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Development. 1991 Apr;111(4):1007-16.

Retinoic acid treatment alters the distribution of retinoic acid receptor-beta transcripts in the embryonic chick face.

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  • 1Department of Biochemistry, University College and Middlesex School of Medicine, London, UK.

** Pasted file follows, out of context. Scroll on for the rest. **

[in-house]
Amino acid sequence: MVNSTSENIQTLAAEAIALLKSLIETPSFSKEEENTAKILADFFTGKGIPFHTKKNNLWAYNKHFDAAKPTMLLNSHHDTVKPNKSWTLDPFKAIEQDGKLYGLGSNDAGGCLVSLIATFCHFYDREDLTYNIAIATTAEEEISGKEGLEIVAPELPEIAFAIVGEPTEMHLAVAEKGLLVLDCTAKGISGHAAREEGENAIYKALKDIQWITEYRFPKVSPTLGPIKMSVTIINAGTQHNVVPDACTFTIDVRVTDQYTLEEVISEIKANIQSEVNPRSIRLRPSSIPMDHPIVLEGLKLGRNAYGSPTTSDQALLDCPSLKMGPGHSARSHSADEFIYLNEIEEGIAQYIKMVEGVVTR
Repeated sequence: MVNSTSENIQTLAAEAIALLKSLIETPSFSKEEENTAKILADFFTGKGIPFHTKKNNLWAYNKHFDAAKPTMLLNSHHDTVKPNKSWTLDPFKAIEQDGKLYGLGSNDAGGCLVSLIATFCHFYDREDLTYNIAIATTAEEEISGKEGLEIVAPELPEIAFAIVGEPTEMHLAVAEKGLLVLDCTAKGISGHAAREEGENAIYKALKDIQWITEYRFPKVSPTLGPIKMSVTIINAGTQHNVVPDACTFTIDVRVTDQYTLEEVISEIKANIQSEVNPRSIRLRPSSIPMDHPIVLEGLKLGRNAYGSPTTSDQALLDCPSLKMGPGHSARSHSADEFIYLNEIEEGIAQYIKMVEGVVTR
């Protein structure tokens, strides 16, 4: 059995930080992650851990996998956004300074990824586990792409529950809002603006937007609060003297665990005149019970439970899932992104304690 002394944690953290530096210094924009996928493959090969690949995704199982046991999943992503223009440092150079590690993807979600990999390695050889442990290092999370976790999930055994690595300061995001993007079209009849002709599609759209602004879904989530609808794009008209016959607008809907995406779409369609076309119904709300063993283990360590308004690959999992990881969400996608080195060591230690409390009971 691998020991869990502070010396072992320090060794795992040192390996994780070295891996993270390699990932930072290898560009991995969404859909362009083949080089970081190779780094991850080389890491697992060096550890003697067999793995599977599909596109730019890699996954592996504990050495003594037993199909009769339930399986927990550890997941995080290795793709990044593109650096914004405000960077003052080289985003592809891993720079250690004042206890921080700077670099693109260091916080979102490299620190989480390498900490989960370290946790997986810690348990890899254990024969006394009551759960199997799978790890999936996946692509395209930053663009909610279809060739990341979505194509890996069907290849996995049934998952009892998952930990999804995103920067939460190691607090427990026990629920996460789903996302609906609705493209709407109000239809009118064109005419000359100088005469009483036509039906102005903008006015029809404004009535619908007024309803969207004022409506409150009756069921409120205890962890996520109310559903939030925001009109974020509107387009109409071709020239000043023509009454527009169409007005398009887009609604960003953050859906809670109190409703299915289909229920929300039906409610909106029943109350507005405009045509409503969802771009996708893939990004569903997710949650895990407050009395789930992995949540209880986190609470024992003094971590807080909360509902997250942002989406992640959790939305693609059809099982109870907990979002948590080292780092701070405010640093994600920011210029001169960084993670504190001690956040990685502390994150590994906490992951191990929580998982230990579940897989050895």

Retinoic acid is a metabolite of vitamin A that can act as a signalling molecule in a number of developmental systems. Retinoic acid is also known to be teratogenic in mammals, causing a range of defects including abnormalities in craniofacial development. Exposure of the developing chick face to retinoic acid released slowly from a bead implanted in the wing bud results in a specific facial defect, in which outgrowth of the frontonasal mass is inhibited. This results in clefting of the primary palate and absence of the upper beak. To investigate the role of nuclear retinoic acid receptors in normal and abnormal chick face morphogenesis, we isolated chick retinoic acid receptor-beta (RAR-beta) cDNA clones and probed northern blots of RNA isolated from chick embryos at stages 22, 24 and 25 and from adults. RAR-beta transcripts of 2.8 and 3.5 kb were present in several regions of the embryo, including the facial primordia, and were also present at much lower levels in adult tissues. In situ hybridisation showed that RAR-beta transcripts were present in all of the facial primordia at embryonic stages 20, 24 and 28, but that their distribution was not uniform. Transcripts were abundant in the lateral nasal processes, at the edges and corners of the frontonasal mass and in the anterior part of the maxillary primordia. Lower levels were present elsewhere. Treatment of stage 20 embryos with retinoic acid altered the distribution of RAR-beta transcripts in the maxillary primordia, such that high levels of transcripts were present throughout, rather than being confined to the anterior part. This change was detectable at stage 24, before any alterations in the morphology of the facial primordia were apparent. By stage 28, when the morphology of the facial primordia was clearly abnormal, there were more widespread changes in the distribution of RAR-beta transcripts. These results show that RAR-beta transcripts are particularly concentrated in regions of the primordia that give rise to the upper beak, the development of which is specifically affected by retinoic acid. In addition, they demonstrate that retinoic acid can induce changes in the pattern of expression of RAR-beta transcripts in vivo.

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